Here’s a story I keep hearing from my readers. Maybe it happened to you as well.
Let’s say we have an imaginary friend called Michael. He went to physical therapy, because his knee hurt.
The therapist took Michael through a training program to build up his leg muscles for better “knee support,” but his pain never improved. Actually, it got worse and Michael stopped going to physical therapy altogether.
Too much is wrong with this conventional approach to cover everything in detail, so we’ll focus on the two main problems. They’re fascinating.
The first problem is that pain is the result of tissue damage inside the joint and most types of leg training will stop healing, by doing more tissue damage. It’s like trying to let your sunburn heal in the sun.
The second problem is that the conventional approach often confuses cause and effect. Let me explain.
Pain Shuts Muscles Down
The human brain wants to avoid pain whenever possible. That’s why we delay going to the dentist, but it’s also why muscles around a painful joint get weaker. The brain associates use of that muscle with pain, so it won’t let you create maximum muscle force.
If you don’t use a certain muscle, it will atrophy. That’s why the joint pain caused the muscle weakness and not vice versa. Trying to strengthen the weak muscle in the presence of pain will be an exercise in futility because the brain just won’t allow it to happen.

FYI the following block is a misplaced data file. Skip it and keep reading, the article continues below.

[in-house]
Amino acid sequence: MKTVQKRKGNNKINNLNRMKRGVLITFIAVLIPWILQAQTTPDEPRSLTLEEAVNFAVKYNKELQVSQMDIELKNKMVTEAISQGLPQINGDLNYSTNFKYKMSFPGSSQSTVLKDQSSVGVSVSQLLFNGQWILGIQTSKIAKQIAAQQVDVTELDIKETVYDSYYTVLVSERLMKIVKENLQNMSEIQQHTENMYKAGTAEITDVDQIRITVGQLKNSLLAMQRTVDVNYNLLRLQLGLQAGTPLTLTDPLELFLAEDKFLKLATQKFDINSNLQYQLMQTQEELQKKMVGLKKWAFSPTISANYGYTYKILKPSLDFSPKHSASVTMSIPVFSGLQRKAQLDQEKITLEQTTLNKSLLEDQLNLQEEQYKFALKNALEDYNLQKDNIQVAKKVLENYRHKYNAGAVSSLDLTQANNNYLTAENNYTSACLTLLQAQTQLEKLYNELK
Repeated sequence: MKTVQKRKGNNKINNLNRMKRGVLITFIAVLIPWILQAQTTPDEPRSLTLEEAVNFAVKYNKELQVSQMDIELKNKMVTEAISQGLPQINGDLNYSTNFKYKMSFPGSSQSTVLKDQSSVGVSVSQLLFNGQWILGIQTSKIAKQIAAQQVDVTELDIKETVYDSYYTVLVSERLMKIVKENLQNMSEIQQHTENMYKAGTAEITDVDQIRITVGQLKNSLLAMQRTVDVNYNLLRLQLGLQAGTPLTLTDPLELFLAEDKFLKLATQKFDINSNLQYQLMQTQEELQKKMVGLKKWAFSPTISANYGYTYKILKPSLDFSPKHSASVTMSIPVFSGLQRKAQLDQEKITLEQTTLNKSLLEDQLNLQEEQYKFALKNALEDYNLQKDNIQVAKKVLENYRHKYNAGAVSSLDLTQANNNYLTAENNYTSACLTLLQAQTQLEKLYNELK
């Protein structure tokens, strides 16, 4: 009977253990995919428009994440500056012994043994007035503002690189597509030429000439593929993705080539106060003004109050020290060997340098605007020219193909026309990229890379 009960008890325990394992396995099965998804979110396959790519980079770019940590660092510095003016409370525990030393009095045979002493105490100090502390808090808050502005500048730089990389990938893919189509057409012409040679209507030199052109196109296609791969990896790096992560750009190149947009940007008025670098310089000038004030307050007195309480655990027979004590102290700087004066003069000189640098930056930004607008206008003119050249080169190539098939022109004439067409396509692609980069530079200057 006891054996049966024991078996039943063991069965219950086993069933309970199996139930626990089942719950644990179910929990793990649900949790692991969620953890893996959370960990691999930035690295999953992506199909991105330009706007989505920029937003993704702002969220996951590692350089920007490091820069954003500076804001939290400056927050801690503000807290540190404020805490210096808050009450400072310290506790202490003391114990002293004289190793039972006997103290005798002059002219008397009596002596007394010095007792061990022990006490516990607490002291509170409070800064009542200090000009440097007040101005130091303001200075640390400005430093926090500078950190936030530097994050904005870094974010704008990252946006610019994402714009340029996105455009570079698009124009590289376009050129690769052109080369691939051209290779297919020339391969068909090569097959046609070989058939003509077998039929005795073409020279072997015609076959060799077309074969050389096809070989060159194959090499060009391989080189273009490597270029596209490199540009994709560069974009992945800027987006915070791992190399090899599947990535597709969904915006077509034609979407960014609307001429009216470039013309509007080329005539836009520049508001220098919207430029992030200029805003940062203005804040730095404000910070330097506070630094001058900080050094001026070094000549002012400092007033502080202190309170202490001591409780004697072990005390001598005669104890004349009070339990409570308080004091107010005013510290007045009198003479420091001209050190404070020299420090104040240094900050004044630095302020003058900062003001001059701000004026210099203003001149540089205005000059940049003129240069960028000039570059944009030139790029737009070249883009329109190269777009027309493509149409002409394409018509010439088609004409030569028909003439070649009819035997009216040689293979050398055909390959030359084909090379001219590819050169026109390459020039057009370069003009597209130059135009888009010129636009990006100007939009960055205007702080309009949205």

Now I hope you’re wondering what really caused the knee pain in the first place. That’s the Million Dollar question. Why did the tissues inside the knee become irritated?
I’m actually smiling and rubbing my hands as I’m writing this, because we’re now on the right track to help you heal.
In my research, I discovered more than a dozen hidden causes of knee pain. They can lead to years of pain, even though there’s no obvious connection to the knee. You won’t hear about them from your doctor or physical therapist, which is why I will share the full list in a future email.
Today, we’ll start working on the first item on that list. You probably won’t believe this has an impact, but wait until you’ve finished the email course. By working on this issue, you can strengthen your knees without any risk of setbacks, since you’re not working on the knee at all.
Do These Exercises to Strengthen Your Knees
These drills will make your knees more stable, because you’re strengthening hip muscles that control knee movement. Even better, by training these muscles, you will take stress off the knee by improving alignment, something we’ll cover in much more detail in a few days.
Exercise #1: Glute Bridges
The gluteus maximus is one of the largest and strongest muscles in the human body. It is very important for running, jumping, and many other movements that require hip extension.
However, many years of sitting will shut this muscle down neurologically, after which it quickly loses strength and size. The brain slowly “forgets” how to use the gluteus maximus.
A weak Gluteus Maximus can cause:
- Unattractive hips
- Hamstring tightness, as the hamstrings have to work harder to compensate
- More stress on the front of knee, as the body shifts weight towards your quadriceps muscles
- More tension on the knee in general, because of hamstring tightness
- Hamstring strains, as the hamstrings are overworked